Liturgy, Schmemann Lecture, Mid-Year Commencement Highlight Feast Day

January 30, 2018 • Feast of the Three Hierarchs • On-campus
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Three major campus events marked the Feast of the Three Hierarchs on Tuesday, January 30, the day that commemorates the patrons of our campus chapel—Ss. Basil the Great, Gregory the Theologian, and John Chrysostom. We honored the day by celebrating worship, spiritual instruction, and academic knowledge, all of which characterize the lives of the three bishops remembered on that feast.

HIERARCHICAL DIVINE LITURGY

The day began with His Beatitude Metropolitan Tikhon, primate of the Orthodox Church in America (OCA) and Chair of the Board of our Seminary, presiding at the Divine Liturgy. The theme of His Beatitude's homily centered on both a text from the Gospel for the day, "You are the light of the world" (Matt 5), and a text from the writings of St. Gregory the Theologian, "The mystery of godliness is for those who are willing, not for those who are overpowered." Joining His Beatitude in celebrating the liturgy were chapel clergy, and His Grace John, bishop of Worcester, and His Grace Anthony, bishop of Toledo, both of the Antiochian Orthodox Christian Archdiocese of North America (AOCANA). His Eminence Melchisedek, archbishop of Pittsburgh (OCA) also attended liturgy.

ANNUAL SCHMEMANN LECTURE

In the evening, seminary alumnus Dr. Scott Kenworthy presented the 35th Annual Father Alexander Schmemann Lecture, entitled, “St. Tikhon of Moscow (1865–1925) and the Orthodox Church in North America and Revolutionary Russia.” Dr. Kenworthy’s passion for his subject was infectious, and his expertise was evident throughout his talk.

"St. Tikhon is a particularly important and relevant saint for us,” said Kenworthy, “not only because he was one of the greatest visionaries when it came to planting Orthodoxy in North America—something he shared, of course, with Fr. Alexander Schmemann—but [also because he] faced all the complications of living in the modern world in religiously pluralistic environments and, of course, the most challenging of political environments imaginable."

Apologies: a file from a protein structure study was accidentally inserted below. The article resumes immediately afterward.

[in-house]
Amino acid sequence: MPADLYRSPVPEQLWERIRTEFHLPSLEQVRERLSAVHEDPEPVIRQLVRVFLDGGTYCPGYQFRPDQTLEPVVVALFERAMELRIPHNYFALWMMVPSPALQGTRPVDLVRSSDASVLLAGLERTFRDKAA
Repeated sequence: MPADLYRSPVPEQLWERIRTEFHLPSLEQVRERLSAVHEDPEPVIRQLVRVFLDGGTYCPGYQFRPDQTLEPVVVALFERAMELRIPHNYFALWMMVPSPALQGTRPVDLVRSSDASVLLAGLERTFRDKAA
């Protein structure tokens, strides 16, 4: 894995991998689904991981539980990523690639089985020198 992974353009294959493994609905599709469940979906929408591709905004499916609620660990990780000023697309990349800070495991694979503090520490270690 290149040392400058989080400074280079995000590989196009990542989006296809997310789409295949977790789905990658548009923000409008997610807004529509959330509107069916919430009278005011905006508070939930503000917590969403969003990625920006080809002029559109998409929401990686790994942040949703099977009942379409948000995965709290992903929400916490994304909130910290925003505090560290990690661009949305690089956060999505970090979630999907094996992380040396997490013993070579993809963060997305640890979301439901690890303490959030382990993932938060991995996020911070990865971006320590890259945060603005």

Dr. Kenworthy went on to describe St. Tikhon’s pastoral responsibilities both in North America and Russia. He noted, in particular, St. Tikhon’s unique approach to church-state relations following the Bolshevik Revolution in Russia, and the saint’s insistence on keeping the Church out of political arguments and removed from political motivations.

Lastly, Dr. Kenworthy described the impact of St. Tikhon’s unique personality upon the people whom he shepherded. He was a person characterized not by fame or uncommon intellect but by simplicity, humility, kindness, and approachability—yet, he accomplished so much for the Orthodox Church in both North America and in Russia.

Listen to Dr. Kenworthy’s lecture in its entirety here.

DOCTOR OF MINISTRY MID-YEAR COMMENCEMENT

Dr. Kenworthy’s address offered a fitting prelude to the Mid-Year Commencement Ceremony of the Doctor of Ministry Class of 2018. Three Doctor of Ministry (D.Min.) candidates, who began their seminary studies as part of the Cohort of 2017, earned their degrees: Priest John E. Parker III, rector of Holy Ascension Church, Mount Pleasant, SC (OCA); Priest Timothy Chrapko, associate priest of St. Vladimir’s Ukrainian Orthodox Congregation, Calgary, Alberta, Canada; and Gregory Abdalah, Youth Pastor, St. George Antiochian Orthodox Church, Phoenix, AZ. The Cohort of 2017 is the first group ever to enroll in the D.Min. program hybrid model, which includes both online courses and on-campus classroom intensives.

At Commencement, the graduates explained how the program had helped them to grow as pastors by allowing them to apply fresh ideas in current pastoral settings. One of the graduates, Fr. John Parker, said he had joined the D.Min. program in order to help him accomplish what every priest is called to do: “to become a Christian disciple—a student, a servant, a steward, and a sharer.” (View the Academic Convocation program here, which includes the final project title for each D.Min. graduate.)

Listen to the Commencement Ceremony and the speeches of the D.Min. graduates here.

At the conclusion of the lecture and Commencement, Metropolitan Tikhon acknowledged the influence that St. Tikhon’s visionary legacy continues to have on Orthodox Christianity in North America. He cited as proof the concelebration by hierarchs from the OCA and AOCANA at the Divine Liturgy that morning, together with the diverse pan-Orthodox composition of St. Vladimir’s Seminary on all levels (e.g., student body, Board of Trustees).

“St. Tikhon,” he remarked, “would perhaps be pleased that today, we have also, in a smaller and more humble way, gathered to hear the words offered to us by Dr. Scott [Kenworthy] and to rejoice in our communion with one another as the body of Christ—and through this gathering, to reflect upon the great accomplishments of our father among the saints, St. Tikhon, the Patriarch of Moscow and the enlightener of our lands.” Lastly, His Beatitude called upon the new “doctors” who graduated to transform their surrounding culture with their newfound knowledge, by bringing to others the gospel of Christ.


 

Learn more about Patriach Tikhon: St. Tikhon of Moscow: Instructions & Teachings For the American Orthodox Faithful.Read the full texts of Metropolitan Tikhon's homily at the Divine Liturgy for the feast, and his remarks at the D.Min. Commencement, which are posted on the website of the Orthodox Church in America, here.
Photos: Alexandru M Popovici